seL4 Documentation site

These are the sources for the seL4 Documentation site located at <>. It is for cooperatively developing and sharing documentation on seL4.

See for information on how to contribute. TL;DR click edit on the page in GitHub, make your changes and then submit a pull request.

Ask on the mailing list or open an issue if something doesn’t make sense.

We’ve tried to make sure the hosted site is WCAG 2.0 AA compliant. Please let us know if we have missed something.

Building the site



You need to run this only once after you have cloned this the repo.

git submodule init
git submodule update


We recommend using rbenv to install the correct Ruby version.

On Mac, using homebrew:

brew install ruby-build rbenv
# follow the instructions this command shows, and start a new shell afterwards
rbenv init
# in the docs directory (root of this repo):
rbenv install

On apt-based Linux distributions (e.g. Ubuntu, Debian):

apt install rbenv
# follow the instructions this command shows, and start a new shell afterwards
rbenv init
# in the docs directory (root of this repo):
rbenv install

After these, you should be able to forget about rbenv, the Makefile will now see the correct Ruby version.


The build is tested with Python 3.9. More recent versions are likely to work as well. After installing Python via e.g. homebrew or apt, you can install the Python build dependencies with:

pip3 install --user camkes-deps


If you are using the lint checks, they require tidy and liquid-linter. If you just want to build the site, you can skip these.

  • HTML output checking using tidy: make check_html_output
  • Liquid syntax checking using liquid-linter: make check_liquid_syntax


To build and host locally:

make serve
#   Server address:
#   Server running... press ctrl-c to stop.

Or using Docker (you need Docker installed and running for this):

make docker_serve

Makefile and JEKYLL_ENV=production version

Jekyll environment flags can be used to provide some content only in a production environment.

One way we use this is to show data generated by rules in the Makefile and saved in \_data/generated.yml. If you want to serve the site locally in production mode there are make rules for this. You will need to call the make rule to generate the \_data/generated.yml also.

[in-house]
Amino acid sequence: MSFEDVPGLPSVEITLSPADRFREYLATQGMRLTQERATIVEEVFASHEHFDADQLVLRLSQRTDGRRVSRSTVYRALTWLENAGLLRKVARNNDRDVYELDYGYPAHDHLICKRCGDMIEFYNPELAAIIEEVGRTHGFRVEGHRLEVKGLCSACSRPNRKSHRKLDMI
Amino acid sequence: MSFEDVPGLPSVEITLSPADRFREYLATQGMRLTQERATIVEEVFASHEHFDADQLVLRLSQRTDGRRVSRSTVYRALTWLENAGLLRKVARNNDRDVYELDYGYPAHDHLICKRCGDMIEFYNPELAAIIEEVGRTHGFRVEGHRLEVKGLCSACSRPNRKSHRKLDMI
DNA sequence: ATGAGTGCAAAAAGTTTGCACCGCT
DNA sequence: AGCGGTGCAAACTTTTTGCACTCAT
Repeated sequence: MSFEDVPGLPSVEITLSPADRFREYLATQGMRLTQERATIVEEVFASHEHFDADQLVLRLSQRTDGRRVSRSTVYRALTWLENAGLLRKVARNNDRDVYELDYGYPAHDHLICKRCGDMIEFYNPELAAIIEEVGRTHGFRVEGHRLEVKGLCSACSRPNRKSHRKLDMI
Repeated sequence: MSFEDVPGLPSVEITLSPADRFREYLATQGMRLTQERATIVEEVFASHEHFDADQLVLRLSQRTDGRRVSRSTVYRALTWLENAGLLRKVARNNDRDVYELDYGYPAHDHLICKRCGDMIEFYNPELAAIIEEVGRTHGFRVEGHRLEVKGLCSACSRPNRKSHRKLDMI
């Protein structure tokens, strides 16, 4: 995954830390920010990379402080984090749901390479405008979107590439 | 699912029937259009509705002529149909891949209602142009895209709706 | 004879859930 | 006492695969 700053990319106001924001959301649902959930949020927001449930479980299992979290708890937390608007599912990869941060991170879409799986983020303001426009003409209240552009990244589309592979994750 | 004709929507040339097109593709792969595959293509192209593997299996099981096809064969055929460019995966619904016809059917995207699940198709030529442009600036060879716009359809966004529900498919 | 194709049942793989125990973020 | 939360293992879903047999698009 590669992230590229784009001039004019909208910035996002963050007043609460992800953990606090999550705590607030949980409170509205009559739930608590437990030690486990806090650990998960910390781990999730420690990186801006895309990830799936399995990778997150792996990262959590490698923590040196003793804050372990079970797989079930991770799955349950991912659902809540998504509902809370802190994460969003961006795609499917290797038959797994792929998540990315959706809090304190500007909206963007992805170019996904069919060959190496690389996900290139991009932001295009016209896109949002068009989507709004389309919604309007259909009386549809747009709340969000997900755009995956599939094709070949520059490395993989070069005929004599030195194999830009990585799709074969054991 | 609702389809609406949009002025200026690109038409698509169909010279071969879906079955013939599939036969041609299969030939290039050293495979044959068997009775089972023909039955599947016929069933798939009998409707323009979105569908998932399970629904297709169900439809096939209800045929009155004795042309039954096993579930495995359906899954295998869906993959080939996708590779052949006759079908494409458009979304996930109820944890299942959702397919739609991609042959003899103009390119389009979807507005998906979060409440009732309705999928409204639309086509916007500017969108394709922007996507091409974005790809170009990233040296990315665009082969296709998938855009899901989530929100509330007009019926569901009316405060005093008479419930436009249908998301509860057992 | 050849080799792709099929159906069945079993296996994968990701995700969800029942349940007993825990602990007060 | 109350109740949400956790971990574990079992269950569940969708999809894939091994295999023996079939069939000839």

How the site is set up

Our documentation is contained in a collection of Markdown files stored in this repository. We use Jekyll to generate a static html website that is then hosted on GitHub pages. Our continuous integration is configured to regenerate and update the live site whenever a pull request is merged. There is a timestamp in the source that indicates when it was last generated. Additionally, each page has a timestamp and revision hash from when it was last updated located in the footer based on the git history.

The markdown pages are rendered using Kramdown, a ruby-based markdown converter that is configured to interpret the markdown files (.md) as GitHub flavoured markdown. We are currently using the jekyll-theme-bootstrap theme that provides a sass implementation of bootstrap. Our custom styling is contained in assets/css/style.scss. HTML templates are in either \_layouts or \_includes.

Compliance, style and formatting checks

WCAG 2.0 AA conformance

There is a make rule to check conformance to all testable statements from the guidelines. make check_conformance. It requires the site to be hosted locally (using make serve) and a local server of Automated Accessibility Testing Tool (AATT).

make check_conformance will output a file named conformance_results.xml which is a junit test suite output file that will contain a test case for each generated html file of the site. A make rule make check_conformance_errors will grep for failing test cases and output the html page name. The idea here is to detect if any pages are failing and then manually using the AATT tool’s web interface to check what parts of the page violate the guidelines.